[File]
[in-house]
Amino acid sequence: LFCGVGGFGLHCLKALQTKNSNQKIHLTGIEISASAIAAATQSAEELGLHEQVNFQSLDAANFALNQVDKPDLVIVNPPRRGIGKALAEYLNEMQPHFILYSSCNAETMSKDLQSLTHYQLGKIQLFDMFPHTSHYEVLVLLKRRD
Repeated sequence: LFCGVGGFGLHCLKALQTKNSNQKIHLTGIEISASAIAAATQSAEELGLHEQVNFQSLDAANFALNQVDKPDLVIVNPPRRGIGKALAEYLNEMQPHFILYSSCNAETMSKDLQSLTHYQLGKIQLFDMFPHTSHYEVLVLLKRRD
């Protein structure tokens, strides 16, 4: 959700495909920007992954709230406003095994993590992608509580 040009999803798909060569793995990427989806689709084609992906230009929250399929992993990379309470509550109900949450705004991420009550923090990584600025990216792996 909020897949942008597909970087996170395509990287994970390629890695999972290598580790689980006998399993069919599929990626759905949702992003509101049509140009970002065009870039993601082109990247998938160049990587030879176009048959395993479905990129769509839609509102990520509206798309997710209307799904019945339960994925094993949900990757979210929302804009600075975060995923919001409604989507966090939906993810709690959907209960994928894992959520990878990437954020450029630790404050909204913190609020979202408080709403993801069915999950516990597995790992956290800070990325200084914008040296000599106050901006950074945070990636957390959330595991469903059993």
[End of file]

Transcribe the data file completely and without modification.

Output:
[in-house]
Amino acid sequence: LFCGVGGFGLHCLKALQTKNSNQKIHLTGIEISASAIAAATQSAEELGLHEQVNFQSLDAANFALNQVDKPDLVIVNPPRRGIGKALAEYLNEMQPHFILYSSCNAETMSKDLQSLTHYQLGKIQLFDMFPHTSHYEVLVLLKRRD
Repeated sequence: LFCGVGGFGLHCLKALQTKNSNQKIHLTGIEISASAIAAATQSAEELGLHEQVNFQSLDAANFALNQVDKPDLVIVNPPRRGIGKALAEYLNEMQPHFILYSSCNAETMSKDLQSLTHYQLGKIQLFDMFPHTSHYEVLVLLKRRD
């Protein structure tokens, strides 16, 4: 959700495909920007992954709230406003095994993590992608509580 040009999803798909060569793995990427989806689709084609992906230009929250399929992993990379309470509550109900949450705004991420009550923090990584600025990216792996 909020897949942008597909970087996170395509990287994970390629890695999972290598580790689980006998399993069919599929990626759905949702992003509101049509140009970002065009870039993601082109990247998938160049990587030879176009048959395993479905990129769509839609509102990520509206798309997710209307799904019945339960994925094993949900990757979210929302804009600075975060995923919001409604989507966090939906993810709690959907209960994928894992959520990878990437954020450029630790404050909204913190609020979202408080709403993801069915999950516990597995790992956290800070990325200084914008040296000599106050901006950074945070990636957390959330595991469903059993």